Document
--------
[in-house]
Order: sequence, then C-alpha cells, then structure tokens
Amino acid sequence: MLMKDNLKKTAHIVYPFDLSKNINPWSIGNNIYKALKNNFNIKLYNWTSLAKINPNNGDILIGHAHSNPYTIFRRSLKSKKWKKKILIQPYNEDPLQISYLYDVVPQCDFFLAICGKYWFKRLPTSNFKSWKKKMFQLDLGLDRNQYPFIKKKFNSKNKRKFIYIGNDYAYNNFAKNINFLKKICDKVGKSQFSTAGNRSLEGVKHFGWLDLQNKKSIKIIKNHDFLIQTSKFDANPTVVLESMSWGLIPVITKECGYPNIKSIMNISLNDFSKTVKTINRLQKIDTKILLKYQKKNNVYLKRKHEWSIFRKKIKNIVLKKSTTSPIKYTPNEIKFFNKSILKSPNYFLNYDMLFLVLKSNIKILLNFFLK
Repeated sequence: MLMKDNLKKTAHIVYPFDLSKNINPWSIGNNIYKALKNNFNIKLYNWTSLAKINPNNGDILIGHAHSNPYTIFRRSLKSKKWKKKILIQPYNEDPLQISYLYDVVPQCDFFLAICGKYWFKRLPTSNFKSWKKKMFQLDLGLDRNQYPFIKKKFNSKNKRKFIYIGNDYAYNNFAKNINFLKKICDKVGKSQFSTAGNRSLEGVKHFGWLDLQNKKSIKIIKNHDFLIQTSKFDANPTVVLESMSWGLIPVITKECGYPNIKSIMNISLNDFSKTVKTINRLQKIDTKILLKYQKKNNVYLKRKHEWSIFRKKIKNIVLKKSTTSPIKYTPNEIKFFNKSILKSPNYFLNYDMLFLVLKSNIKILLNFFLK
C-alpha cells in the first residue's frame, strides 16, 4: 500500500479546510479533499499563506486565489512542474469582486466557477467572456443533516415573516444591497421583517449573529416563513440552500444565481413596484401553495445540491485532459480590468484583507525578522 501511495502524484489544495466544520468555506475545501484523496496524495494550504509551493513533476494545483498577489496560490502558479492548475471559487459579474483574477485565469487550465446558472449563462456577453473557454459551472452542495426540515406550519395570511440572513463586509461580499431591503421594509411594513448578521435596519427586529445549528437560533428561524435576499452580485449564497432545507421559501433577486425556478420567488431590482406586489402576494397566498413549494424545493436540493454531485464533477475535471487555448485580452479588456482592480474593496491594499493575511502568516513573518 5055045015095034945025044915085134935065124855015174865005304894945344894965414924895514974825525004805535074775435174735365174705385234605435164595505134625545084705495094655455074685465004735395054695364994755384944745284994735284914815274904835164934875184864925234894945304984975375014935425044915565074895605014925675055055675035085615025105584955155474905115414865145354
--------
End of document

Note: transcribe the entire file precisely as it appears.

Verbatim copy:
[in-house]
Order: sequence, then C-alpha cells, then structure tokens
Amino acid sequence: MLMKDNLKKTAHIVYPFDLSKNINPWSIGNNIYKALKNNFNIKLYNWTSLAKINPNNGDILIGHAHSNPYTIFRRSLKSKKWKKKILIQPYNEDPLQISYLYDVVPQCDFFLAICGKYWFKRLPTSNFKSWKKKMFQLDLGLDRNQYPFIKKKFNSKNKRKFIYIGNDYAYNNFAKNINFLKKICDKVGKSQFSTAGNRSLEGVKHFGWLDLQNKKSIKIIKNHDFLIQTSKFDANPTVVLESMSWGLIPVITKECGYPNIKSIMNISLNDFSKTVKTINRLQKIDTKILLKYQKKNNVYLKRKHEWSIFRKKIKNIVLKKSTTSPIKYTPNEIKFFNKSILKSPNYFLNYDMLFLVLKSNIKILLNFFLK
Repeated sequence: MLMKDNLKKTAHIVYPFDLSKNINPWSIGNNIYKALKNNFNIKLYNWTSLAKINPNNGDILIGHAHSNPYTIFRRSLKSKKWKKKILIQPYNEDPLQISYLYDVVPQCDFFLAICGKYWFKRLPTSNFKSWKKKMFQLDLGLDRNQYPFIKKKFNSKNKRKFIYIGNDYAYNNFAKNINFLKKICDKVGKSQFSTAGNRSLEGVKHFGWLDLQNKKSIKIIKNHDFLIQTSKFDANPTVVLESMSWGLIPVITKECGYPNIKSIMNISLNDFSKTVKTINRLQKIDTKILLKYQKKNNVYLKRKHEWSIFRKKIKNIVLKKSTTSPIKYTPNEIKFFNKSILKSPNYFLNYDMLFLVLKSNIKILLNFFLK
C-alpha cells in the first residue's frame, strides 16, 4: 500500500479546510479533499499563506486565489512542474469582486466557477467572456443533516415573516444591497421583517449573529416563513440552500444565481413596484401553495445540491485532459480590468484583507525578522 501511495502524484489544495466544520468555506475545501484523496496524495494550504509551493513533476494545483498577489496560490502558479492548475471559487459579474483574477485565469487550465446558472449563462456577453473557454459551472452542495426540515406550519395570511440572513463586509461580499431591503421594509411594513448578521435596519427586529445549528437560533428561524435576499452580485449564497432545507421559501433577486425556478420567488431590482406586489402576494397566498413549494424545493436540493454531485464533477475535471487555448485580452479588456482592480474593496491594499493575511502568516513573518 5055045015095034945025044915085134935065124855015174865005304894945344894965414924895514974825525004805535074775435174735365174705385234605435164595505134625545084705495094655455074685465004735395054695364994755384944745284994735284914815274904835164934875184864925234894945304984975375014935425044915565074895605014925675055055675035085615025105584955155474905115414865145354